A list of what this assets where should be given to the public. If the ECB acted out of regulations entraping the goverment should be examined.

    The same goes for the BOC.

    http://www.ecb.int/mopo/assets/standards/nonmarketable/html/index.en.html

    The above is a link to ecb showing a summary of the criteria for ecb eligible assets non marketable.

  3. avatar

    Το περί δικαίου αίσθημα του λαού πρέπει να ικανοποιείται πάντοτε. Δεν χωρεί εξαιρέσεις ούτε και καθυστερήσεις. Η όποια ανακριτική επιτροπή διοριστεί, ειδικά όταν αποτελείται από αδιαμφισβητήτου εντιμότητας και ικανότητας νομικούς ή και άλλους, σίγουρα θα πράξει το καθήκον της. Φοβάμαι όμως ότι τούτο δεν είναι αρκετό. Η τεχνικές της απόκρυψης ιχνών και στοιχείων που επιχειρούνται από τους απατεώνες, ειδικά απ’ αυτούς που έχουν σχέση με την εξουσία και την δημόσια διοίκηση, έχουν εξελιχθεί πολύ και υπερβαίνουν τα όσα γνωρίζουν οι έγκριτοι δικαστικοί όπως και οι περισσότεροι από εμάς. Γι’ αυτό, είναι αναγκαίο να κληθούν και διεθνούς κύρους ανακριτές και ντετέκτιβ ειδικοί στα οικονομικά εγκλήματα για να βοηθήσουν την διερεύνηση των όποιων εγκλημάτων έχουν διαπραχτεί είτε τούτα έγιναν από τραπεζικούς είτε από πολιτικούς, δημοσίους λειτουργούς και άλλους. Για να συρθούν οι Αρπαξάπαντες ενώπιον της δικαιοσύνης.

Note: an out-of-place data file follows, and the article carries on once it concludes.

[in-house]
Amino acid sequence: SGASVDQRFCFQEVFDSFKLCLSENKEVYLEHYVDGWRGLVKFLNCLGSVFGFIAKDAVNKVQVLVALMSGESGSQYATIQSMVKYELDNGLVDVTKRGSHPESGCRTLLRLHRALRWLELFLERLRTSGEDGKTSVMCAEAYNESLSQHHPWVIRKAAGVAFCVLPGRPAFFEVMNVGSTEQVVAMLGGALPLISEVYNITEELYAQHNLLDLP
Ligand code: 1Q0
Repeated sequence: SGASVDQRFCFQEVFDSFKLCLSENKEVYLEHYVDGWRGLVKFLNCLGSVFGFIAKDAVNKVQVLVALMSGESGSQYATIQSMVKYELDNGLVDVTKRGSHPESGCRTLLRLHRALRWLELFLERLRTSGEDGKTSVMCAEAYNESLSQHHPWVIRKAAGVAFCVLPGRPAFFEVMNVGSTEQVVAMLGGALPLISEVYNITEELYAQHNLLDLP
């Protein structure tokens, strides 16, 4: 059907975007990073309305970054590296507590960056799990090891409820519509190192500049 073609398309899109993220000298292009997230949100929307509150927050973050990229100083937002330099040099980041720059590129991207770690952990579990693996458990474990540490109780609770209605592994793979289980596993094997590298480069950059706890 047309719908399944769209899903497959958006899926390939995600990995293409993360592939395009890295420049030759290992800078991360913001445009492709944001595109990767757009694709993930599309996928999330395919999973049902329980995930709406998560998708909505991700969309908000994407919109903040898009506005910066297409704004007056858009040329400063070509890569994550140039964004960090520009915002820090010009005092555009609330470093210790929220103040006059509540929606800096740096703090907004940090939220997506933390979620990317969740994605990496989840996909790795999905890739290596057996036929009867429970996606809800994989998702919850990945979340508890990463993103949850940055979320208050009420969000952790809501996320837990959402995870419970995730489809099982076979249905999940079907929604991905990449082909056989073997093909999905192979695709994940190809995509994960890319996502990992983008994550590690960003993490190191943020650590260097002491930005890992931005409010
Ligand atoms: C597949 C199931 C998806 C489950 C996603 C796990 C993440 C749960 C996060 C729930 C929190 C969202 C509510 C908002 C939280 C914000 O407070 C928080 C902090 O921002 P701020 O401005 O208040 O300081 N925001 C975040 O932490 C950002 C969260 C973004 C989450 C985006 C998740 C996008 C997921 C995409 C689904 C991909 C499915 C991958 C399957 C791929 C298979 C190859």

4. avatar
    Vasso Ioannidou on March 30, 2013 - (permalink)

    One concern I have with the proposed measure 2 is that allowing people with both deposits and loans to use their deposits to repay their loans allows essentially that group of the population to get their deposits out of the banks. This is not the case for people with deposits but no loans. So this measure redistributes more of the pain to the latter group.